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China employs ‘nuclear cabbage’ strategy for dominance in South China Sea

South China Sea is back in news, this time triggered by the most unlikely source. Vietnam has banned ‘Barbie’ movie over map of South China Sea and we are back to the realities of the real world and the South China Sea stand-off, which seemed to have not surfaced in the news for quite some time now.

Fiery Cross Island, home to a Chinese military base, is a small island in the South China Sea that has been reclaimed by China.

The island, along with six other Chinese military outposts, were erected on artificial islands in the South China Sea, which are rich in natural resources such as 11 billion barrels of oil, 190 trillion cubic feet of natural gas, and 10% of the world’s fisheries. The South China Sea is a significant body of water, and five nations now claim a portion of it.

The United States, the world’s sole superpower, has taken note of China’s presence in the South China Sea and has been defending international waterways with its vast fleet. China regards the US presence as an infringement on its territory and has used the “cabbage strategy” to construct artificial islands.

China’s plan entails encircling disputed islands with as many ships as possible, a tactic known as “the cabbage strategy.” This approach entails encircling contested islands with as many ships as possible, and China employs the cabbage technique to gradually take over contested territory.

The South China Sea tensions are rising, with nations detaining trespassers and threatening to impose an air identification zone over the South China Sea. The United States is presently in a difficult position: it does not want to risk triggering a fight with China, but it also wants China to cease pressuring its regional allies. 

Cut to today. Recently, according to a Xinhua story published on China Military Online, Xi Jinping, head of the Central Military Commission (CMC), issued an order recognising two outstanding military units and two people.

One of the units is the CMC equipment development department’s office, while the other is “a unit of Troop 92730 of the People’s Liberation Army (PLA)” that received first-class merit citations. According to a former PLA instructor quoted in a South China Morning Post (SCMP) investigation by Minnie Chan, the unit might be tied to the country’s nuclear technology.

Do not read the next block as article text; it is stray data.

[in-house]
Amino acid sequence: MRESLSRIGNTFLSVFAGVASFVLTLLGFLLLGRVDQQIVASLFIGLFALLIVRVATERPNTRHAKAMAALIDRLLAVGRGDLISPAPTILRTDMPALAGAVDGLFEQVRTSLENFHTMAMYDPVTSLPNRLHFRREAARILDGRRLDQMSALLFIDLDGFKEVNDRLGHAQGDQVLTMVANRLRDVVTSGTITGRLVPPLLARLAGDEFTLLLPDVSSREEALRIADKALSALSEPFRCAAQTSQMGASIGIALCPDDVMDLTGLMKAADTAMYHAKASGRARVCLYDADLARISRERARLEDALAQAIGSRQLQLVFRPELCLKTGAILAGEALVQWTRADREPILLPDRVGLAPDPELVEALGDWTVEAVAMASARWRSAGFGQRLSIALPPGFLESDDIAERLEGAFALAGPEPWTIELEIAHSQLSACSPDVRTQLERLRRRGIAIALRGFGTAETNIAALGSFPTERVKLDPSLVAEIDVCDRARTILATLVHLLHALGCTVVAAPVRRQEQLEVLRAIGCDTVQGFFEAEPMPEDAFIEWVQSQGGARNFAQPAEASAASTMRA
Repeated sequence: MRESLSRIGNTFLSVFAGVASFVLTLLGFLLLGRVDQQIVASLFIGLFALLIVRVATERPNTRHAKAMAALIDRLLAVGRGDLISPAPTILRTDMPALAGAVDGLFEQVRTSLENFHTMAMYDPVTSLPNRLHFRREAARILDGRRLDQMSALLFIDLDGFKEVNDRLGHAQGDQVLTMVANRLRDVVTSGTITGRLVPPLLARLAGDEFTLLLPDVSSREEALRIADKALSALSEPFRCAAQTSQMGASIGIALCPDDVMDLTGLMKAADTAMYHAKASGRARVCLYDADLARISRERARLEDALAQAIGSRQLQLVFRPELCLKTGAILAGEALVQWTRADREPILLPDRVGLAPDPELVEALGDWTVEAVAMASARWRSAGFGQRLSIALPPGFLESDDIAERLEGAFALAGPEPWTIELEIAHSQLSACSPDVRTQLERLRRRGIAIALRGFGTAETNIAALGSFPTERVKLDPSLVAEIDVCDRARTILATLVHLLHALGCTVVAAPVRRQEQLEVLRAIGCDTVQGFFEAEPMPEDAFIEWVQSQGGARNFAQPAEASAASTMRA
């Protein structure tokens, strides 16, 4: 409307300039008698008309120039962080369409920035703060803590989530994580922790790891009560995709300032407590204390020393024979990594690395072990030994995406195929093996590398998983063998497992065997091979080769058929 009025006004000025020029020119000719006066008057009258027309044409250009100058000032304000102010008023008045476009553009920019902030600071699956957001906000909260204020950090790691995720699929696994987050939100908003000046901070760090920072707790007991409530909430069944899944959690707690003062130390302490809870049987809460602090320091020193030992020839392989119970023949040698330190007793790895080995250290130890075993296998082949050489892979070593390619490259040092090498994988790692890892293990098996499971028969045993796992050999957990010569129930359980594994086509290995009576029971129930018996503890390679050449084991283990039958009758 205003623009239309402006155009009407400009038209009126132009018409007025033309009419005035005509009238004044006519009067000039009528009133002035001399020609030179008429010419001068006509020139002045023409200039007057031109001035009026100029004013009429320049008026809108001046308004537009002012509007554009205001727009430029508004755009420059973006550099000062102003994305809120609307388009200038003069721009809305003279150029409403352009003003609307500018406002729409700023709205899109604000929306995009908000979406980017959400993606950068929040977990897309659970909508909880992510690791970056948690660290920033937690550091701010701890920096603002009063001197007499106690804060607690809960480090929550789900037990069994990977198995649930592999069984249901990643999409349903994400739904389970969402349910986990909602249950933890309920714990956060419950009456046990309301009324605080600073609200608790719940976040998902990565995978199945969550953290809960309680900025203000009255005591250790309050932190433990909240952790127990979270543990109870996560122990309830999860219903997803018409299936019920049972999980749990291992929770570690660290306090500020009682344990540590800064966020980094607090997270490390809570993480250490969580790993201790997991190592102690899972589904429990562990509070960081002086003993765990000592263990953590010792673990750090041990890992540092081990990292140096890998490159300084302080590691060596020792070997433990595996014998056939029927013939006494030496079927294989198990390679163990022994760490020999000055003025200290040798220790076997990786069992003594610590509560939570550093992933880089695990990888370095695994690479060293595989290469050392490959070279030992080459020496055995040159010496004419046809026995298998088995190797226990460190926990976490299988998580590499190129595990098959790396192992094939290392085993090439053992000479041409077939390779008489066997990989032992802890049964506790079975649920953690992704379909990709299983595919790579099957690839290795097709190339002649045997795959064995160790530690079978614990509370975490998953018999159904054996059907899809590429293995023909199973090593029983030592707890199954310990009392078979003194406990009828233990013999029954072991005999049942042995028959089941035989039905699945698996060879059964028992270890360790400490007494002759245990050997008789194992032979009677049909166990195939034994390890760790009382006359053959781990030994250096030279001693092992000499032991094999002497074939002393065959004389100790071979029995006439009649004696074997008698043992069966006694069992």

“We don’t know what the Sanya-based troop was honoured for, but previous official information suggests it could be some achievements related to the country’s nuclear submarine technology,” SCMP cites Song Zhongping, a former PLA instructor.  

According to the SCMP, “recent commendations indicate Beijing’s emphasis on strategic deterrence, with its nuclear capability needing to be enhanced in both quality and quantity.” It is probable that Xi has tasked the PLA nuclear submarine unit with conducting strategic deterrent patrols in the South China Sea and abroad.

The US Department of Defence indicated in its 2022 report that China ‘likely launched near-continuous at-sea deterrent patrols’ in 2021.

SIPRI (Stockholm International Peace Research Institute) reads this as conducting periodic patrols with nuclear weapons onboard, but with care because it would be “a significant change to the country’s long-held practice of keeping nuclear warheads in central storage during peacetime,” according to SIPRI.  

China currently possesses six Type 094 submarines that can carry up to 12 three-stage, solid-fuelled Julang (JL) submarine-launched ballistic missiles (SLBMs) of two types: the JL-2 (CSS-N-14) and the JL-3 (CSS-N-20).

According to SIPRI, China has also began building of its next-generation SSBN, the Type 096, which has a bigger hull and is quieter than the Type 094 and may be outfitted with additional missile-launch tubes.